It’s not often that when a defendant is sentenced to do time behind bars he calls out jubilantly. But that is precisely what happened last week when Islamic Movement Northern Branch leader Sheikh Raed Salah – an Israeli who is a former mayor of Umm el-Fahm convicted in the past for collaborating with Hamas – was handed down an eight-month term for inciting to violence in 2007.

Back then, Salah orchestrated riots against archeological rescue-digs and a new pedestrian bridge near the Temple Mount. He accused Jews of “eating bread dipped in children’s blood.” He praised and eulogized terrorist murderers. He threatened anyone who claims any Jewish connection to the Western Wall, “even to just one stone.”

Since then, Salah has been regularly holding “Save al-Aksa” rallies dedicated to the incendiary calumny that Israel is out to demolish the Muslim compound atop the Temple Mount.

His ultra-light sentence inspired him to shout insolently in open court: “Blessed is God – I got off cheap!” He certainly did and therefore his rejoicing. It was not a sarcastic pose. Salah had cause for celebration. Considering his history, he expected far worse.

Not only was Israeli justice incomprehensibly slow, but yet again, it allowed Salah to escape serious penalty despite a long and brazenly escalating record of sedition.

He once more defeated the system and exposed Israel’s lack of deterrence and its utter reluctance to confront him. Hence he can carry on his overt subversion and rabble-rousing with impunity.

Back in 2003, Salah was convicted and briefly jailed on charges of raising millions for Hamas. That year he published the following poem in the Islamic Movement’s periodical: “You Jews are criminal bombers of mosques/ Slaughterers of pregnant women and babies/ Robbers and germs in all times/ The Creator sentenced you to be loser monkeys/ Victory belongs to Muslims, from the Nile to the Euphrates.”

In 2009, Salah urged cheering Arab students at the University of Haifa, which allowed him to speechify on campus, to die as shahids (martyrs) in the war against Israel. He charged that Prime Minister Binyamin Netanyahu “aims to implement plots hatched during his previous term and complete the takeover” of the Temple Mount.

In 2010, Salah was one of the leading participants in the Gaza flotilla, sailing on the Mavi Marmara.

in 2011, Home Secretary Theresa May banned Salah from entering Britain due to recurrent hate-promotion via sermons, lectures and his so-called poetic output. His presence in Britain is “not conducive to the public good,” it was decreed. Salah was subsequently detained in London, after it emerged that he had entered the UK in defiance of the exclusion order.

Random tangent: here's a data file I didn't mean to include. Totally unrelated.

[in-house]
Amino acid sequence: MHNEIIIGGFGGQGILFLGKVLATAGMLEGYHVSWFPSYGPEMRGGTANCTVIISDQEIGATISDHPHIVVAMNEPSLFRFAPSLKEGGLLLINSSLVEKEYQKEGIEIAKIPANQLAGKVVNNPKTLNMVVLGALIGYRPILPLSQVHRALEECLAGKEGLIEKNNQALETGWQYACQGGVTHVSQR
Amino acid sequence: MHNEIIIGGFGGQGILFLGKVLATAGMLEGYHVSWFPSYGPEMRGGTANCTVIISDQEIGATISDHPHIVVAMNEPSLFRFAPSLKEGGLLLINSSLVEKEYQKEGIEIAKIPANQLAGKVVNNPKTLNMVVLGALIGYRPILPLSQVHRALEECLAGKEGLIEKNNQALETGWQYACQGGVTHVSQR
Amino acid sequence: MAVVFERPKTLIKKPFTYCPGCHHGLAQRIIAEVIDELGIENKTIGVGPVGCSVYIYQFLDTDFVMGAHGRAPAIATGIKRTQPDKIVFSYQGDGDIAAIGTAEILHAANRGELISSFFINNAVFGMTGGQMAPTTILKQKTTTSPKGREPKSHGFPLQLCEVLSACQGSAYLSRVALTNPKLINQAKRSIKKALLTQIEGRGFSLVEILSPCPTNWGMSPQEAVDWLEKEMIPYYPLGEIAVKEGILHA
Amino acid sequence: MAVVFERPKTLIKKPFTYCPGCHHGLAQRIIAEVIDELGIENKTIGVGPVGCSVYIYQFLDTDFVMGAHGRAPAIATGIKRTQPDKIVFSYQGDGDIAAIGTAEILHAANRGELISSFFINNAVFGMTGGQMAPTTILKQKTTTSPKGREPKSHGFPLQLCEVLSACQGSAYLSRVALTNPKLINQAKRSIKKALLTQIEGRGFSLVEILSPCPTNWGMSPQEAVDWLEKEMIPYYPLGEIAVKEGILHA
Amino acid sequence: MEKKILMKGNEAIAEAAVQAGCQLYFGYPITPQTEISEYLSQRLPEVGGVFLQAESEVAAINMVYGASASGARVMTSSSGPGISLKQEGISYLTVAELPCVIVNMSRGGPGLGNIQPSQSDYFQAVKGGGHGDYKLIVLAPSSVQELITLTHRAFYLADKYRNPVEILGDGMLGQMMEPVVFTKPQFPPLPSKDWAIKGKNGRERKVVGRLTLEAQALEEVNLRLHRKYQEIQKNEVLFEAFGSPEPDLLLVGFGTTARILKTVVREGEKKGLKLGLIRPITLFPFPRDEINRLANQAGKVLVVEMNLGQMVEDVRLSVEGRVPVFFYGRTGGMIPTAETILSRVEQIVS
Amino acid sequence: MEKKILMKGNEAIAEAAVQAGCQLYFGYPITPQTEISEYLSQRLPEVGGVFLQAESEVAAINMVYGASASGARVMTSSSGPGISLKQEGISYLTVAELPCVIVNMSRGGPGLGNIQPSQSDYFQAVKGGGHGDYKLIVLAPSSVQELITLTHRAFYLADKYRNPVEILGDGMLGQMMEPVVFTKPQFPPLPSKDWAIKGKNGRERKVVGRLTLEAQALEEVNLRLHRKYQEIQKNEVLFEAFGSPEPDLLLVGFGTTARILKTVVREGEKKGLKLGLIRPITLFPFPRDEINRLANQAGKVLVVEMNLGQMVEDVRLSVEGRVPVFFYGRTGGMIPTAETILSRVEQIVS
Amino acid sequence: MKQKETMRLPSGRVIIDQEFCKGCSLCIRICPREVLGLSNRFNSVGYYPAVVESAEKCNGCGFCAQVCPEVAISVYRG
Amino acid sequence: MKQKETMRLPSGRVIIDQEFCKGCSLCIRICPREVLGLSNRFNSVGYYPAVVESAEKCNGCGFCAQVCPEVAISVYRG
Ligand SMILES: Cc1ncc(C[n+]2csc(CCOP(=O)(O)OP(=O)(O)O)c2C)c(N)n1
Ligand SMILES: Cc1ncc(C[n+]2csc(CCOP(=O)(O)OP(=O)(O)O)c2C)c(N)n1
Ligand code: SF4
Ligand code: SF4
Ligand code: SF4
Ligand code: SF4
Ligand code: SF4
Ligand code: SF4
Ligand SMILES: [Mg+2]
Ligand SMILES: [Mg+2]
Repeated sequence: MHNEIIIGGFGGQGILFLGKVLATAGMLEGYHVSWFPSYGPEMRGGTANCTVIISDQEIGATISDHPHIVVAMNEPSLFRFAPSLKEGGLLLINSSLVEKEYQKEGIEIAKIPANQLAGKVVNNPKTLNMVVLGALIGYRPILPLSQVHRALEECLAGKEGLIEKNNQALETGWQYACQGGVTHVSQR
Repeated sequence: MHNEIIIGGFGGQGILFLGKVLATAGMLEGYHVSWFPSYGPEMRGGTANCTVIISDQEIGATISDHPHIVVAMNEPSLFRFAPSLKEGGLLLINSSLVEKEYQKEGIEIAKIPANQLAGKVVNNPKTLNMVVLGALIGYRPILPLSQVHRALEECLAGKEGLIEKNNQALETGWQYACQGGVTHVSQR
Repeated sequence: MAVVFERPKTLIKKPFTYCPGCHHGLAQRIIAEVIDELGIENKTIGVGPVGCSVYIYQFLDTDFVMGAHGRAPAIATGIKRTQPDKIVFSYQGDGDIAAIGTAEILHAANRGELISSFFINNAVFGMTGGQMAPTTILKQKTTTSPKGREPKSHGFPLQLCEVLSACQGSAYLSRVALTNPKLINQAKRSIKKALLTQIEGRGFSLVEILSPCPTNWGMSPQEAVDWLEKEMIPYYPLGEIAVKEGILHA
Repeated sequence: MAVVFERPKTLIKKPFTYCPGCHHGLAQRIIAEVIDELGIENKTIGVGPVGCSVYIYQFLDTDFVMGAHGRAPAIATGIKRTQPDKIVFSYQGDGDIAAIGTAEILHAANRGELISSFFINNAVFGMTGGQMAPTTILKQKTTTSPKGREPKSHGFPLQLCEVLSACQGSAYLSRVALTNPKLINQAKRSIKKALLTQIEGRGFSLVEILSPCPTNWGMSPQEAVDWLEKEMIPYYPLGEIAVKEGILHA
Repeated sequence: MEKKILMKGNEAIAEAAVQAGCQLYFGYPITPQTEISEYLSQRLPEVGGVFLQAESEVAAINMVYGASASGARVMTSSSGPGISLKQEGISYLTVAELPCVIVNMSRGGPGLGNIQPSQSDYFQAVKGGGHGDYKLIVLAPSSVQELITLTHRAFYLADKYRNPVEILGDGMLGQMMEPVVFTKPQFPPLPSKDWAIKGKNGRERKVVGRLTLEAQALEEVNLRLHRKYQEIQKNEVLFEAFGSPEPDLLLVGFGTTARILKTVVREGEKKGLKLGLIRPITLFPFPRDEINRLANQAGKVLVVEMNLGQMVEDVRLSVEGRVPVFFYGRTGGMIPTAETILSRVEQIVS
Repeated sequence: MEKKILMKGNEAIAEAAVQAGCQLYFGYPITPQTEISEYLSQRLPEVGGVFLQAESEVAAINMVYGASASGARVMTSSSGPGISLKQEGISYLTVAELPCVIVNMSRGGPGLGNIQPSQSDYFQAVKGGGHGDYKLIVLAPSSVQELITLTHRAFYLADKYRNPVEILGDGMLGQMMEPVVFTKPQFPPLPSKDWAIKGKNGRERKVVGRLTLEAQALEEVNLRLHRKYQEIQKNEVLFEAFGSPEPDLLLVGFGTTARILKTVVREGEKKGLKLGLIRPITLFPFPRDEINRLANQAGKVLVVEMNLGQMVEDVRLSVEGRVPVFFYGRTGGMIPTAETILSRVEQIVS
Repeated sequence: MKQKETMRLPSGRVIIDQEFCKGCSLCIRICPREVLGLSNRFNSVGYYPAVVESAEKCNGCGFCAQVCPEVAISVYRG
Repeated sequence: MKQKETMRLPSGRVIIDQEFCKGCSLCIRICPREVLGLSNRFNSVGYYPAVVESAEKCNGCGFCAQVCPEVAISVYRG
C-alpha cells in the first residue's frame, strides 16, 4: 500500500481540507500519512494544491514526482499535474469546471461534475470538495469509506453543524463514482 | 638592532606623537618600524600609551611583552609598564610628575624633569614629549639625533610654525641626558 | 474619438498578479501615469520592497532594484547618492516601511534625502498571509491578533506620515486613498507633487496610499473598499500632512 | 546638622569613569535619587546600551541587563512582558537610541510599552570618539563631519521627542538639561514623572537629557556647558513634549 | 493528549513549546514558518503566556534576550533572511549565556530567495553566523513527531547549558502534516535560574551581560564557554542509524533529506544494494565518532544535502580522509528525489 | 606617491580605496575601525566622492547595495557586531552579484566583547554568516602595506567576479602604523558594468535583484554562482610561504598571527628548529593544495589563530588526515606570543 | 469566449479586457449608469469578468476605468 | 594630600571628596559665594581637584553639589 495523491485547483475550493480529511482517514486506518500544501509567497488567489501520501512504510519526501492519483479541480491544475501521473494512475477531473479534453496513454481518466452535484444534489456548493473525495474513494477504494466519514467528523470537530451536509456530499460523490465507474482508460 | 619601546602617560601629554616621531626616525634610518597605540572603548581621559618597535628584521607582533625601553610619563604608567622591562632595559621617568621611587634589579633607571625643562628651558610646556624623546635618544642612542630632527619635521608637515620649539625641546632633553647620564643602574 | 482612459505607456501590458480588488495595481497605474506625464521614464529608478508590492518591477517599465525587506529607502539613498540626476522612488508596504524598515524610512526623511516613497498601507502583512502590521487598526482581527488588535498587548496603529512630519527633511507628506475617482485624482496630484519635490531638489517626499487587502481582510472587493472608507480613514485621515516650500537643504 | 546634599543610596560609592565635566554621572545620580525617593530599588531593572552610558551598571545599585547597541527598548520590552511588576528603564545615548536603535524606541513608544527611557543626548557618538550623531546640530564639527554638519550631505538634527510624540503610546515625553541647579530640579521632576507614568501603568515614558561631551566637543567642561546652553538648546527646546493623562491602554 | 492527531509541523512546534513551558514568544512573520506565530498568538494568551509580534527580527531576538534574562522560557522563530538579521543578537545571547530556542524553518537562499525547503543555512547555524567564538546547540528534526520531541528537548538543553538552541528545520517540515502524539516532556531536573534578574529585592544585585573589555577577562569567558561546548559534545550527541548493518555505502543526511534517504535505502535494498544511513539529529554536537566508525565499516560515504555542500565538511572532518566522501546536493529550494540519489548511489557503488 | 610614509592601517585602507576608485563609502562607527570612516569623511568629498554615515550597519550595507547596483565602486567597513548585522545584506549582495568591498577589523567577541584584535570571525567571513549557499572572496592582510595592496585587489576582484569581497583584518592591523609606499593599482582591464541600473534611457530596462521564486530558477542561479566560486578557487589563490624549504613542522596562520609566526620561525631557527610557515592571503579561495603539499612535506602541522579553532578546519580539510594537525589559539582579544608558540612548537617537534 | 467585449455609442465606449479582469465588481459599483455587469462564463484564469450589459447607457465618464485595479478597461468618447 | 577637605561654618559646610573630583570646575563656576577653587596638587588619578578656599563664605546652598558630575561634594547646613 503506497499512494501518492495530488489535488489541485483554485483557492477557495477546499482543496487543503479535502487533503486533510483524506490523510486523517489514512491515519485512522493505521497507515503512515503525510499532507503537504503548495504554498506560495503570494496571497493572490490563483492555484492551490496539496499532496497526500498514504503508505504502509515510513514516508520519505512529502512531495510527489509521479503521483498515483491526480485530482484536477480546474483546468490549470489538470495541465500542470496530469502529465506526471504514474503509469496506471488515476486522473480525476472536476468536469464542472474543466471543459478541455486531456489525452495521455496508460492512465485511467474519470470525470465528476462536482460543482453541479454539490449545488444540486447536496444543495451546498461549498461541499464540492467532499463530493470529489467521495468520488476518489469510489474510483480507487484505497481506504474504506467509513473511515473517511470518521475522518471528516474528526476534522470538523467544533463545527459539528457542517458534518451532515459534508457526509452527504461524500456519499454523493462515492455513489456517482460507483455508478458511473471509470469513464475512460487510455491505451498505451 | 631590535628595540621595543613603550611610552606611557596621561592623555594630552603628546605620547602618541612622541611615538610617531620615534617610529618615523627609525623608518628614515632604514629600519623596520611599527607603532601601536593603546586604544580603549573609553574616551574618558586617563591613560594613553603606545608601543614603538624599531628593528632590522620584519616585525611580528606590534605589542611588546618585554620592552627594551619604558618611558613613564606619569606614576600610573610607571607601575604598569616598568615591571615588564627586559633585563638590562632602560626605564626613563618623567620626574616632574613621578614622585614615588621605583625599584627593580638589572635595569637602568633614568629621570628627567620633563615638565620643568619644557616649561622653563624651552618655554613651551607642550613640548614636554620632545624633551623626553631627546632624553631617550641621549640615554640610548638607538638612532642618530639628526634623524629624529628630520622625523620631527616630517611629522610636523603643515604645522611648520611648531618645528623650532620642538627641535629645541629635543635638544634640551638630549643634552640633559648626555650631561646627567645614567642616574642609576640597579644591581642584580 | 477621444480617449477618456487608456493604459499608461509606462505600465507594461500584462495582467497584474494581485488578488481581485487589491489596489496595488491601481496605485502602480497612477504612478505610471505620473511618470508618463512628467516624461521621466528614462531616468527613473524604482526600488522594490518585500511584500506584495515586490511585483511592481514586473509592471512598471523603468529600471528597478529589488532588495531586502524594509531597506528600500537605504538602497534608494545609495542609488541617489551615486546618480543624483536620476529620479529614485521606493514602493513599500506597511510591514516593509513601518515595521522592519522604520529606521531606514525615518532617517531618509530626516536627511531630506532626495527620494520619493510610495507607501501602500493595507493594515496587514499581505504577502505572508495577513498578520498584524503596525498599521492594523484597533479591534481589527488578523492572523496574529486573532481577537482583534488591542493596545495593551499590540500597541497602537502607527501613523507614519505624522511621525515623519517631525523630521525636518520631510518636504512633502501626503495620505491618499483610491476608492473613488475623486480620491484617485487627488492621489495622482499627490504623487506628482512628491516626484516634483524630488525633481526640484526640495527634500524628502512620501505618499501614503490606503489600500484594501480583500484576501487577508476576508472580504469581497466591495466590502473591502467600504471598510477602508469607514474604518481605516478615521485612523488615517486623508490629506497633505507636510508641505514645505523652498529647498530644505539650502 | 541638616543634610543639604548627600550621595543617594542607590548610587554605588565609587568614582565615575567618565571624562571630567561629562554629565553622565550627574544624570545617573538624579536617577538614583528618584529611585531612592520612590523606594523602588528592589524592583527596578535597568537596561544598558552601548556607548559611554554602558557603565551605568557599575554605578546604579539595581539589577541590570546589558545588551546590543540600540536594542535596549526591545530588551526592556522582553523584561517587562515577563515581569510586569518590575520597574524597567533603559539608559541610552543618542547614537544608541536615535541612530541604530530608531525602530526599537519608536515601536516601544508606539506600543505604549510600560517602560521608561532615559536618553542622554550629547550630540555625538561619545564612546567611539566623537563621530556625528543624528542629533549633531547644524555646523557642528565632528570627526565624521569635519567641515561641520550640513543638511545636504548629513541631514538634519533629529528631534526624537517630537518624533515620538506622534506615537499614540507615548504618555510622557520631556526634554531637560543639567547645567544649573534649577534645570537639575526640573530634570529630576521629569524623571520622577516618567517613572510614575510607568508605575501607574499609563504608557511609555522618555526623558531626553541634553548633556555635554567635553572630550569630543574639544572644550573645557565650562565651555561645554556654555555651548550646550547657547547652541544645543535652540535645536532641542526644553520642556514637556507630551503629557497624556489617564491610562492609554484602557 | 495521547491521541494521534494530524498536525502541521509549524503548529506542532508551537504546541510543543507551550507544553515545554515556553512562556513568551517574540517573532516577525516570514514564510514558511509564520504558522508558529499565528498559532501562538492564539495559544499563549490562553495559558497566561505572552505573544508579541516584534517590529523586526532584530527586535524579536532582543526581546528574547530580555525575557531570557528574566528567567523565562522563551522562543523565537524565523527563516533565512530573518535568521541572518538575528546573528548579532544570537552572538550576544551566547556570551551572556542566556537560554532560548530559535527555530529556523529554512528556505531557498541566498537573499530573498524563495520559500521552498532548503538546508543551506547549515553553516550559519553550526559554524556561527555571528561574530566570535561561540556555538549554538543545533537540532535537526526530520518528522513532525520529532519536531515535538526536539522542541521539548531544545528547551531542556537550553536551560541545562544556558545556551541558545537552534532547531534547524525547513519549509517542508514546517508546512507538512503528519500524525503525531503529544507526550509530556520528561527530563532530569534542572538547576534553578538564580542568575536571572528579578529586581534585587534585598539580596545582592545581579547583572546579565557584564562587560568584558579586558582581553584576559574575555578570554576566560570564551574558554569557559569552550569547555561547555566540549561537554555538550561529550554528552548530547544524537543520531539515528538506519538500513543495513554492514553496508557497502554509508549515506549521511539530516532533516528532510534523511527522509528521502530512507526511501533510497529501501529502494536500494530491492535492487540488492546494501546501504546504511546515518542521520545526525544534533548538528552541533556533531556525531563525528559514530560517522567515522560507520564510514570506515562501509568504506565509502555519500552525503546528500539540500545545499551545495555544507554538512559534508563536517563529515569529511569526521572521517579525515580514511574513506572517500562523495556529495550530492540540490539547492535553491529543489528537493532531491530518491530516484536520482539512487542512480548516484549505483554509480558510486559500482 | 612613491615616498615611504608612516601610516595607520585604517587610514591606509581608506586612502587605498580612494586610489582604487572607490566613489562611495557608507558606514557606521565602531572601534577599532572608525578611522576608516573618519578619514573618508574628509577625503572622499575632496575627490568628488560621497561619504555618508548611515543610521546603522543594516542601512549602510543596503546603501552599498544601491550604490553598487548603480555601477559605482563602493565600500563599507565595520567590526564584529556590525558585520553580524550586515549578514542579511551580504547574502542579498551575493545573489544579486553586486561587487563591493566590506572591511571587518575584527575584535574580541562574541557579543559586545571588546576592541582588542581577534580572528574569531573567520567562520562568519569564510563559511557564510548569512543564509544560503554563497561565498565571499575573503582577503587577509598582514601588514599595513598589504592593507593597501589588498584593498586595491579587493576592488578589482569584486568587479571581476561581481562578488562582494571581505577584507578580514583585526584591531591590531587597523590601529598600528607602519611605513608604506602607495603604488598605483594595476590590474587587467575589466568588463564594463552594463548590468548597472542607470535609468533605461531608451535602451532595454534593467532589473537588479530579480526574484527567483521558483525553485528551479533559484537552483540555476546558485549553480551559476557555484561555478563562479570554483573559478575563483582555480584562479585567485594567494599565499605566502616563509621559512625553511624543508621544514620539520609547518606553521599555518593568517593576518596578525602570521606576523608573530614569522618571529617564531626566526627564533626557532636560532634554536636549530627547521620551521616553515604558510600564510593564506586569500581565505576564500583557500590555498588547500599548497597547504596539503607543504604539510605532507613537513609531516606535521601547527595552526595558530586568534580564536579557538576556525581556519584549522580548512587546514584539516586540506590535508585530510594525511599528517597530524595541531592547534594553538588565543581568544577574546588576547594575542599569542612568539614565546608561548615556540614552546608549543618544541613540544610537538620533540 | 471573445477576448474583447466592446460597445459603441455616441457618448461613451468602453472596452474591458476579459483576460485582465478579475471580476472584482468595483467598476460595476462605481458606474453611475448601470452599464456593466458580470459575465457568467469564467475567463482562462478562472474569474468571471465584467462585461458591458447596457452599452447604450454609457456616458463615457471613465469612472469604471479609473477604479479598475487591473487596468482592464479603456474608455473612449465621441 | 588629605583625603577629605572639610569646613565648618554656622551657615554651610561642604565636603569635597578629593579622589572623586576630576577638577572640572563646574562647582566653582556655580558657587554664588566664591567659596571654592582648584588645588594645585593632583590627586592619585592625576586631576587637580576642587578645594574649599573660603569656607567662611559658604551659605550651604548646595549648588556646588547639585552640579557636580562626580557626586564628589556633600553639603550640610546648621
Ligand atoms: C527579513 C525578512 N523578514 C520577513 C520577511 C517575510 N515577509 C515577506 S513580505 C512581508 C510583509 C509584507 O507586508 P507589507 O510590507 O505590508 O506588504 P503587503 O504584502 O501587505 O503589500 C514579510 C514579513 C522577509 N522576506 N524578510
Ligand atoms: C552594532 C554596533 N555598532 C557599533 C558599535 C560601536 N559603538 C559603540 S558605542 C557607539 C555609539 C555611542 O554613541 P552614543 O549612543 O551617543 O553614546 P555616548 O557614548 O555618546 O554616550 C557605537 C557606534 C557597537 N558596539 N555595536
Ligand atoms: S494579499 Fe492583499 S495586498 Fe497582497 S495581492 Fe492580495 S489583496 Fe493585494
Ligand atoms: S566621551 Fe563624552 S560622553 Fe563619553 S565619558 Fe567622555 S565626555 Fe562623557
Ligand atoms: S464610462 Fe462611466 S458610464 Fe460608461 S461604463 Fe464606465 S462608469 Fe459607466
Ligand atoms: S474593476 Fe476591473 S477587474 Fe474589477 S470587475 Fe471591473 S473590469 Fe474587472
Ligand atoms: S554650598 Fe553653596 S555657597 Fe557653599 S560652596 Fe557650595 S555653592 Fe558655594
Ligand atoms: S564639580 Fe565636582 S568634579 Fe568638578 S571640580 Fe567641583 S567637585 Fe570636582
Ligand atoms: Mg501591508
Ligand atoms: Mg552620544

He, nonetheless, won on appeal because the Upper Immigration Tribunal concluded that Salah is evidently not considered a menace in Israel, whose citizen he is and where he is free to essentially do as he pleases.

This episode is vitally important. What we do here clearly has repercussions abroad. If we brush hate-mongering under the carpet, we cannot expect foreigners to behave more bravely than we do. The bottom line is that while Britain’s home secretary thought Salah was dangerous, Israel prefers permissive lassitude parading as enlightened tolerance. That ought to serve up lots of food for thought among Israelis.

The latest sentence imposed on Salah is a joke and he told us so to our faces.

He has again managed make a mockery of our legal system and law enforcement. Unfortunately, this is not just between him and the judiciary. It affects us all.

Much of this was facilitated by the fact that for years Israel has tolerated Salah’s inflammatory speech and prodigious provocations, as if on the premise that if these were pooh-poohed, they would go away. Instead, however, he gained stature and rose to prominence and popularity at levels that should alarm us, considering his nonstop incitement.

The longer Israel allows Salah to spread sedition with impunity, the greater his spiritual-mentor authority will grow and the more young Israeli Arabs will be swayed by his exhortations to join the procession of shahids to paradise. Making light of Salah’s subversion will not make it disappear. It does not work that way.

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